“Its the Sony cells that are the problem” for Dell, said Roger Kay, president of EndPoint Technologies Associates, in Wayland, Mass.
Kay said Dell told him that the cells it is recalling were manufactured using a newer process, which was later discovered to have introduced impurities—tiny metal shards—into the cells. A manufacturing step that involves crimping the ends of each cell is believed to have created the problematic shards, Kay said.
However, “There are a bunch of fairly rare circumstances that have to add up to make it happen,” Kay said.
If it was introduced into the right spot, a shard could work its way into a position to cause a short circuit. Short circuits can cause a cascading effect where excessive heat builds up and a cell eventually catches fire. It then ignites the adjacent cells inside a battery pack, producing effects such as those seen from a notebook that caught fire in Osaka, Japan, recently. That machine produced flames and smoke.
“Why Dell thinks its the first to see the problem, is because it was first to adopt these cells from Sony,” Kay said. “It thinks its competitors will start seeing these problems in greater frequency as these things get to be two years old and older.”
A Dell spokesperson declined to comment on other manufacturers systems. Sonys Yang said that he couldnt be sure Dell was the first or only manufacturer to use the battery cell design.
However, both Dell—with its recall—and Sony, which has now made changes to its manufacturing processes, said they chose to err on the side of caution. Thus far, Dell says it has received only a handful of reports of “incidents” with its Sony-made battery cells, including six in the United States and a few more elsewhere in the world.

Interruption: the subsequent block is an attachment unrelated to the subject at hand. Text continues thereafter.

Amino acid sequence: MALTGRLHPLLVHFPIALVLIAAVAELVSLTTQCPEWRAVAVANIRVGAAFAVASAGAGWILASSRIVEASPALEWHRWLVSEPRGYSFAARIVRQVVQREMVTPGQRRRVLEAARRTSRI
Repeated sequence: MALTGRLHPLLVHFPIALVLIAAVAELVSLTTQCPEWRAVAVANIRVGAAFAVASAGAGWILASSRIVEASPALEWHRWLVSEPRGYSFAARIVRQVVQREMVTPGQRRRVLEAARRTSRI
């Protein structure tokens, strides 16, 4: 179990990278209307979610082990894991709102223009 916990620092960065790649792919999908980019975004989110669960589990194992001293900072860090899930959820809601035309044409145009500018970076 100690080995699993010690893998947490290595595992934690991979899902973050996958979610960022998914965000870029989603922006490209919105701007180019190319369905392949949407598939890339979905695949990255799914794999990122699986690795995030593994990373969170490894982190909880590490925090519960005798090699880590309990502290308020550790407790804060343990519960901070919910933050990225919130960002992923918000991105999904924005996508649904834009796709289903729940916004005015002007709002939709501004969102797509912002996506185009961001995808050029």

One such incident involved the now-famous Osaka laptop. That machine caught fire at a business conference. An investigation that involved a post mortem of the laptop by Dell helped lead to the discovery of the manufacturing defect inside the battery cells, Dell officials said.
“When compared to the hundreds of millions of battery packs and PCs that were shipped [in the time period of the recall], we believe the number of incidents to be very minor,” Yang said. “Were taking this precaution to ensure there arent any other failures in the marketplace and also to make sure that were taking care of all of our customers.”
Wolfson urged anyone who has one of the affected Dell batteries to comply with the recall as soon as possible.
“If you can tell through our [CPSC] Web site or Dells Web site that you have one of the affected models, take it out of the computer, store it someplace safe and call Dell to get a replacement battery,” he said. “We really want consumers to respond quickly to this recall.”
Meanwhile, Kay said the scope of the problem could draw a closer look from government agencies, such as the Federal Aviation Administration.
“Then theres going to be an awful moment where [manufacturers] say, We dont know where these things are,” Kay said. “Not all of them do, because not everybodys selling direct to the customer. Theoretically, if you paid cash at retail and you never registered the product, nobody would know who you were.”
For its part, the FAA has already been testing laptop batteries, according to an agency spokesperson.
Once the agencys recommendations are complete, the FAA will make a recommendation to the Pipeline and Hazardous Materials Safety Administration as to whether the lithium-ion batteries used in most laptop computers are safe to use.
Previously, the most recent battery recall by Dell was a December 2005 campaign to replace about 35,000 Dell notebook battery packs sold to corporations and consumers worldwide between October 2004 and October 2005.
Apple Computer also recently launched a campaign to replace battery packs that shipped with its 15-inch MacBook Pro until May 2006.
Editors Note: This story was updated to include additional information and comments from the CPSC, Sony and PC manufacturers. Additional reporting for this story was provided by Wayne Rash.